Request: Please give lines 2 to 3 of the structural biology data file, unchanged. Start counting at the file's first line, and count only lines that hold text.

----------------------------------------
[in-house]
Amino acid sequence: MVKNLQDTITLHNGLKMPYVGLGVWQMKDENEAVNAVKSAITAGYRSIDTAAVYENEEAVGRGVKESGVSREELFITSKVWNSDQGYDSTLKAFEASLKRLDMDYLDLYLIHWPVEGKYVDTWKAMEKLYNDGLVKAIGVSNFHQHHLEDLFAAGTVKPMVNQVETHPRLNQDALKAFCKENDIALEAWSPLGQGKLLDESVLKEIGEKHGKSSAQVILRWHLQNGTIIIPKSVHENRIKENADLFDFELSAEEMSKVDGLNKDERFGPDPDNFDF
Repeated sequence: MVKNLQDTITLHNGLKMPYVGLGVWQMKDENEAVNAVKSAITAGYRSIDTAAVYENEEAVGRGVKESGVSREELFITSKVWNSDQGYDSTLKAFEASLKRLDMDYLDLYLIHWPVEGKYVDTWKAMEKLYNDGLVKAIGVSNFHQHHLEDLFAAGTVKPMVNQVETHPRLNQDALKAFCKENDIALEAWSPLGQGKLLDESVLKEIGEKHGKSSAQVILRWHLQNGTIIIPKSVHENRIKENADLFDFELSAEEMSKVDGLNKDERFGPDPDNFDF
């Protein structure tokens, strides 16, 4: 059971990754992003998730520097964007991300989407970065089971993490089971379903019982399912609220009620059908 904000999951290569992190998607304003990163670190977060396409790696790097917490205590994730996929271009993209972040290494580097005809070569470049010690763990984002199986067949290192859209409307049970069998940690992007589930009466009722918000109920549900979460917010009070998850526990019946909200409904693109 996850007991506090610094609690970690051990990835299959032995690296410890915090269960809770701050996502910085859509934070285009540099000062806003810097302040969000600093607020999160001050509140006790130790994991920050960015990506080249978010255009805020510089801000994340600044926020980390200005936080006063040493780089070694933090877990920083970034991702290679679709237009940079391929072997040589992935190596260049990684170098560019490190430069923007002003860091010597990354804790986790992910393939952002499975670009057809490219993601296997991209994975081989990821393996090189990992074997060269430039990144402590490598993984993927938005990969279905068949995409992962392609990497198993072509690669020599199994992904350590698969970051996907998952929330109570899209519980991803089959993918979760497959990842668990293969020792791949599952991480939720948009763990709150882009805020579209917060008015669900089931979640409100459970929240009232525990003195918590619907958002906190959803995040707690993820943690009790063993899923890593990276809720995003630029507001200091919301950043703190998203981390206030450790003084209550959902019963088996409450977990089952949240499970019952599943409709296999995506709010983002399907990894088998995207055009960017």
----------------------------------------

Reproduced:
Amino acid sequence: MVKNLQDTITLHNGLKMPYVGLGVWQMKDENEAVNAVKSAITAGYRSIDTAAVYENEEAVGRGVKESGVSREELFITSKVWNSDQGYDSTLKAFEASLKRLDMDYLDLYLIHWPVEGKYVDTWKAMEKLYNDGLVKAIGVSNFHQHHLEDLFAAGTVKPMVNQVETHPRLNQDALKAFCKENDIALEAWSPLGQGKLLDESVLKEIGEKHGKSSAQVILRWHLQNGTIIIPKSVHENRIKENADLFDFELSAEEMSKVDGLNKDERFGPDPDNFDF
Repeated sequence: MVKNLQDTITLHNGLKMPYVGLGVWQMKDENEAVNAVKSAITAGYRSIDTAAVYENEEAVGRGVKESGVSREELFITSKVWNSDQGYDSTLKAFEASLKRLDMDYLDLYLIHWPVEGKYVDTWKAMEKLYNDGLVKAIGVSNFHQHHLEDLFAAGTVKPMVNQVETHPRLNQDALKAFCKENDIALEAWSPLGQGKLLDESVLKEIGEKHGKSSAQVILRWHLQNGTIIIPKSVHENRIKENADLFDFELSAEEMSKVDGLNKDERFGPDPDNFDF